Guided Trips

FISHING REPORT AND SYNOPSIS: 12/4/2018

After a brief warmup and another borderline high water event, the streams of the Smokies are once again receding and getting cold. The spawn is winding down for the year so please avoid walking in/around gravel areas in the tailouts of pools and riffles. Those eggs need to survive for another generation to be born. When temperatures rise a few degrees, trout will become active and eat nymphs and streamers well. On cold days, don't expect too much although you might find a large post spawn brown trout.

The tailwaters are all flowing high and keeping us mostly limited to streamers. The Clinch might offer some high water nymphing, especially once they start to dial back the flows. Unfortunately it will be at least another couple of weeks before that happens it seems. The Caney Fork is fishing ok on high water but nothing to write home about. I floated last week and we did not do particularly well. We did find a bunch of crappie which seemed unusual at best. The good news? Water temperatures here are coming down and Center Hill Lake surface temperatures are falling rapidly as well. Shad kills should be in our future for sometime this month and of course January and February and perhaps later into the spring. This fishing is very inconsistent day to day, but when you hit it right you might have the best fishing of your life.

Musky streams are up and down with the rains. We hope to get in a few musky floats soon. As always, check back here for updates as conditions change.

Photo of the Month: Fall on the Tellico

Photo of the Month: Fall on the Tellico

Friday, December 05, 2008

Midges: Tiny Bugs for Large Trout

Midges are extremely important as a trout food on many waters around the country. My buddy Trevor Smart told me about this amazing video from Ralph and Lisa Cutter which shows the various stages of the midge life cycle.

These insects are particularly important as we enter the coldest months of the year. On many days, midges may be one of the only things hatching and to be successful, a good fisherman will be sure and carry the appropriate patterns to match the hatch. Soon I'll be sharing some of my favorite midge patterns including how to fish them. Until then, enjoy this video...

6 comments:

  1. David,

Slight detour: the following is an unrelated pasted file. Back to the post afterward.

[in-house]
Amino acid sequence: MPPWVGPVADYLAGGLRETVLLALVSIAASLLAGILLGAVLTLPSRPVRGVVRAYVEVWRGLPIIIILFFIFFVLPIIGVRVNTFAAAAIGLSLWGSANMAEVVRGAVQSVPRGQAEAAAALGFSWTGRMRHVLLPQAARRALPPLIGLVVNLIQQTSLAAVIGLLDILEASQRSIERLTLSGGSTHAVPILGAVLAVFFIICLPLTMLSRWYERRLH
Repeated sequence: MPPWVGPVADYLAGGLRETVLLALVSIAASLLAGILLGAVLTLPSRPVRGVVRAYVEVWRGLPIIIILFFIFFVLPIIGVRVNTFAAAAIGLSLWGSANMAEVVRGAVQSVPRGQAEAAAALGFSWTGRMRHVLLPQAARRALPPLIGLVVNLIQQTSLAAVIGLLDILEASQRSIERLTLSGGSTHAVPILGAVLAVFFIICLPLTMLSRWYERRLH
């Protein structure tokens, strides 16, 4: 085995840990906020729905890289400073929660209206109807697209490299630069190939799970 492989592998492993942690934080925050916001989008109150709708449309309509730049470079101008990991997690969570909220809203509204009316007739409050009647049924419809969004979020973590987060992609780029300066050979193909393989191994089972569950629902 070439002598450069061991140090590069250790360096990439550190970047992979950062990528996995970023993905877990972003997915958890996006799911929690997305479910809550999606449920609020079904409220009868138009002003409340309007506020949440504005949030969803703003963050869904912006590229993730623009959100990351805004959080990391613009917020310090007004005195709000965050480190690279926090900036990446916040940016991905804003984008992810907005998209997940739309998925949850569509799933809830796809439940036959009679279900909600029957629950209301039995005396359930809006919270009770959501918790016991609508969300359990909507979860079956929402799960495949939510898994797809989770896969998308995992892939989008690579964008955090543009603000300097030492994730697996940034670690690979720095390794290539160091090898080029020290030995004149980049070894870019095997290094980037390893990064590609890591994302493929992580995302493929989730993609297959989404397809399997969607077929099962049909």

I was just about to do a little write up about midges on my blog as well. It is the time of year when us tailwater guys have midges on the brain. Thanks for the video, that is pretty good stuff.

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  2. Amazing footage of the tiny bugs life cycle. Thanks for posting it, it was great.

    ReplyDelete
  3. Green Weenie7:20 AM

    Makes you wonder why they ever take our imitations. They look and move nothing like the real thing.

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  4. I tried to find a link to an excellent article by the Cutters in the latest issue of Fly Fisherman magazine, but couldn't find one that worked (kept linking to a video on Abel reels). Anyway, pick up a copy and check out the article on page 44. Great pics and text. I'm pondering how to create the ultimate subsurface midge emerger and I think I've got an idea....

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  5. hey david thx for comments. ya i am way excited for the next couple of years coming, with the tonto creek restoration going on and fossil creek opening to catch and release next year! christopher creek has a healthy population of browns! i love that creek. im going there again cause i spooked a brute of a brown and i know right where he is!

    ReplyDelete
  6. hey david thx for comments. ya i am way excited for the next couple of years coming, with the tonto creek restoration going on and fossil creek opening to catch and release next year! christopher creek has a healthy population of browns! i love that creek. im going there again cause i spooked a brute of a brown and i know right where he is!

    ReplyDelete

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